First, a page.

Emilie and the Freudian Slipper

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It is a well-known image used to illustrate the conservative atmosphere and traditional gender roles of the 1950’s: the husband of the house arrives home after a day at work, seats himself in his comfortable chair, and waits for his obedient wife to bring him his slippers. A matter of … Continue reading

Henchman on the Sofa ‒ Vyacheslav Menzhinsky: Poet and Hangman

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Bolsheviks and poetry are not the most likely combination. Lenin even quit playing the piano because he felt it distracted him too much from the revolutionary cause. When exiled in Siberia in 1897, it seems a poetic mood befell him nevertheless. He started with “In the village of Shushensk, beneath … Continue reading

Willard Libby, Hessel de Vries, and the Poles of Saint Walburga

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The revelations of an ex-libris I think all buyers of used books know about this: finding an ex-libris or other relics in them, left there by the previous owner. I have found old receipts, notes apologizing for the late return of the book, photographs, and even devotional pictures in old … Continue reading

A Bit of Peace, a Bit of Love – Ralph Siegel: Eurovision Maniac

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As the 2016 edition of the Eurovision Song Contest is approaching, I sometimes feel like a last Mohican: still naïvely impressed by the brotherhood of European cultures presenting themselves, smiling and waving flags. But in this era of closing borders and nationalist populism, I am not the only one still … Continue reading

About the Dutch National Book Week and the Horrors of an Oral Examination

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Yesterday marked the start of the traditional Dutch Book Week, an event to promote buying books. To start things off, all writers of a certain name and fame met for drinks and dances at “The Book Ball”, leaving the ones that were not invited grudging about why they had to … Continue reading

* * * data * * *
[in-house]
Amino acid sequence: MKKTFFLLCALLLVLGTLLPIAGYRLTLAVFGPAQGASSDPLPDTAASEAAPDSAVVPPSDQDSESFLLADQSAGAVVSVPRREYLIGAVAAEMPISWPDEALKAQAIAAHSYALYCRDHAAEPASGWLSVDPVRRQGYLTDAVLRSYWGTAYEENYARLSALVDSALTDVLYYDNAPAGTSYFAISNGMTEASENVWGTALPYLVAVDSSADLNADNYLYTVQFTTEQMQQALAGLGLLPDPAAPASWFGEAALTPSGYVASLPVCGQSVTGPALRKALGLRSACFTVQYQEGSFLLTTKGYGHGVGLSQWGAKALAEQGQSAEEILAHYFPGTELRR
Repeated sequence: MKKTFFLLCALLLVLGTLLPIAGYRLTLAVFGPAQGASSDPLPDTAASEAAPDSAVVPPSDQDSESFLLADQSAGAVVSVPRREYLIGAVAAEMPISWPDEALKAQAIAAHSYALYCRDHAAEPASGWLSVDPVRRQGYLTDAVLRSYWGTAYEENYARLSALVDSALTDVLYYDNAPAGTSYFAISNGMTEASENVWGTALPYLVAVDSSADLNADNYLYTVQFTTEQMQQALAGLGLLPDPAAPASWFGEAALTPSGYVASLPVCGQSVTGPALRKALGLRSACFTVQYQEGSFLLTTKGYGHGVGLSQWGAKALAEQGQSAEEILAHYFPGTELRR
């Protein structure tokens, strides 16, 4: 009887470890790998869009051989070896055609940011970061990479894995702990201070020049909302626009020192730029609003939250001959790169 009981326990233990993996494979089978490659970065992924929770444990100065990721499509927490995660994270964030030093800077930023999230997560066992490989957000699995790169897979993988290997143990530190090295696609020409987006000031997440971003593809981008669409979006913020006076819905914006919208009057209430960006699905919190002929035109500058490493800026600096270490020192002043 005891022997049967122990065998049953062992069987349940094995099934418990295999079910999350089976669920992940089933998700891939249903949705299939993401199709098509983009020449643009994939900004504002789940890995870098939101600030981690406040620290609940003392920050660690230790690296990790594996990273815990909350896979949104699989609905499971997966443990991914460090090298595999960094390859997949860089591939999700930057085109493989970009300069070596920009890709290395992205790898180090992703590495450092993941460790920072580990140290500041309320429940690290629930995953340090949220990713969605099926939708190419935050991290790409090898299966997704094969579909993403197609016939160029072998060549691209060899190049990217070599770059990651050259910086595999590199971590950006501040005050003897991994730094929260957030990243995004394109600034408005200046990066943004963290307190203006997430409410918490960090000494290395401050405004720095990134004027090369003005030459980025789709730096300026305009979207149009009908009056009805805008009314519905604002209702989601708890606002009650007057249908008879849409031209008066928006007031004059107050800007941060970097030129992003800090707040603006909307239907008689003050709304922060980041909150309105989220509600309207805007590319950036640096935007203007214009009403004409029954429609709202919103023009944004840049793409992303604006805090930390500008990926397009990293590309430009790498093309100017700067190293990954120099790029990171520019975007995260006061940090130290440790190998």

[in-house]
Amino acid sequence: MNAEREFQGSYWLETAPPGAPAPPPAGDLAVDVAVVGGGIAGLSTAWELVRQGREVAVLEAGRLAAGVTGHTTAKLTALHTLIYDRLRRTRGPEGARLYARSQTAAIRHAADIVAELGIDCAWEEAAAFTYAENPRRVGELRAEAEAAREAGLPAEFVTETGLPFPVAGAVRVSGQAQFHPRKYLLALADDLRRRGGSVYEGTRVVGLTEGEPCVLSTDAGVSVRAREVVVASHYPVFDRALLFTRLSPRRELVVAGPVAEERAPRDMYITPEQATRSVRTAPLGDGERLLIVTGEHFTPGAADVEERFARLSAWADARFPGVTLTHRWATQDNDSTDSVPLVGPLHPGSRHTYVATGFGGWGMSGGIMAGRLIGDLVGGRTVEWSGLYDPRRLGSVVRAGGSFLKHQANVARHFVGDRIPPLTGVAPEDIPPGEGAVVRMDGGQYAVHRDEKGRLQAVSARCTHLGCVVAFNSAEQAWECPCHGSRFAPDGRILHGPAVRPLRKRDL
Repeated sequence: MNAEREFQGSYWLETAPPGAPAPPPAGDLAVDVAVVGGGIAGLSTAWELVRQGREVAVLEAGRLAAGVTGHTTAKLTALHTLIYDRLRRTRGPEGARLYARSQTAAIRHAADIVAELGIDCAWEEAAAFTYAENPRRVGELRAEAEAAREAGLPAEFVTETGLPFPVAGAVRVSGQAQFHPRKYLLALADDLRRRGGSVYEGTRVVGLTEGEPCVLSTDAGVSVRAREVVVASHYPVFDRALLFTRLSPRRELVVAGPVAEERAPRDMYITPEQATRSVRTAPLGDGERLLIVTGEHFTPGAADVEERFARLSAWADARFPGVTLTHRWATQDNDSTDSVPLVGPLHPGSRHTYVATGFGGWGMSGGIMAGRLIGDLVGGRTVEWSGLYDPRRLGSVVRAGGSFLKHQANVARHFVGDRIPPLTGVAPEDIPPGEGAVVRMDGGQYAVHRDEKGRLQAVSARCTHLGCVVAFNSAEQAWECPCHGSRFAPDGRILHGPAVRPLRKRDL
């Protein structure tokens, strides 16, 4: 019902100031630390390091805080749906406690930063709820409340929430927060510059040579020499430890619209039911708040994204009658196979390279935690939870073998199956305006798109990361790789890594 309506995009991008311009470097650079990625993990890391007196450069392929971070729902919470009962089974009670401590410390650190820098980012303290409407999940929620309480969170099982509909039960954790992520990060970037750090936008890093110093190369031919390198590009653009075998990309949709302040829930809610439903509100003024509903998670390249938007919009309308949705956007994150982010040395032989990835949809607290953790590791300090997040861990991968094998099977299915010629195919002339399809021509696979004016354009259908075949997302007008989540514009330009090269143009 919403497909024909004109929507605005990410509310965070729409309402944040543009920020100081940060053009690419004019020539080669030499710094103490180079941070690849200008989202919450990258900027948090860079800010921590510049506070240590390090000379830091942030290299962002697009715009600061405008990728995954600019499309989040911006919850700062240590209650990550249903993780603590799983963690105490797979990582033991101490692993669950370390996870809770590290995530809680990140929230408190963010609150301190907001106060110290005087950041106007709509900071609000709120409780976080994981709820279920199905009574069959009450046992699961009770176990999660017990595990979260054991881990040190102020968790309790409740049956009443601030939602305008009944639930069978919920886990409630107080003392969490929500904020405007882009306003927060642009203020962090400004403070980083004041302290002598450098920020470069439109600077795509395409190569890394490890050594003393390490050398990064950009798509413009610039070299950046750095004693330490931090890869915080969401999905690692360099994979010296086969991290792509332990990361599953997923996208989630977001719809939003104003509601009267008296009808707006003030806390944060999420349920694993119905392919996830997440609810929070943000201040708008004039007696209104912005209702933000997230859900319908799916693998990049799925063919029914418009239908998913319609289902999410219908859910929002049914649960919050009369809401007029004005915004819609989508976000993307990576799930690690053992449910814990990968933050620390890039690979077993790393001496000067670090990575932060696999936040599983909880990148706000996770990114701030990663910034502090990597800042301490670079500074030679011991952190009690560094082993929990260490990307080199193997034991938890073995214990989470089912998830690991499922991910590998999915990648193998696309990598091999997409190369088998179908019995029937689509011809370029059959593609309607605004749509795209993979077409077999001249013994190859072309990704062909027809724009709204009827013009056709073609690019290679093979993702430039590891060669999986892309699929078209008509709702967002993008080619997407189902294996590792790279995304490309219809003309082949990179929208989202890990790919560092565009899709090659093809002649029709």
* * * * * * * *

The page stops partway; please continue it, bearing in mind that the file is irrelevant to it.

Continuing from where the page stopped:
Borys Humeniuk: ‘The Tank of Ukrainian Literature’ in the Netherlands

Borys Humeniuk: 'The Tank of Ukrainian Literature' in the Netherlands

The Ukrainian poet Borys Humeniuk is angry. Angry at the Dutch media. Not because his poetry was badly received, but because he was portrayed as a member of a militia and an art-robber. “I am predominantly a writer and not a fighter,” Humeniuk stated in an interview with the Dutch … Continue reading

Felix Von Luckner: The Life and Times of a Sea-Devil

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One of my visits to a second hand book store rewarded me with a 1923 volume of a book with the imaginative title The Sea-Devil Conquers America. A book written by the German sea-captain Count Felix Von Luckner. A quick peruse of the Wikipedia-entry about Count Von Luckner, aka “The … Continue reading

Why I Put it Down: The Little Friend by Donna Tartt

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  So… As you might have noticed, this site has been suspiciously quiet for the past couple of months. The reason: writer’s block. And for those of you who think that’s some lame excuse for being lazy: believe me, not the case. As I found out first hand lately, writer’s … Continue reading

Georg Herwegh: The Poet Who Loved to Hate

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A while ago I talked about the countess and poet Annette Droste Hülshoff, who became an unlikely feminist role-model more than a century after her passing away. I bumped into her again when doing my research for this article about the German poet Georg Herwegh. Droste Hülshoff’s dry comment on … Continue reading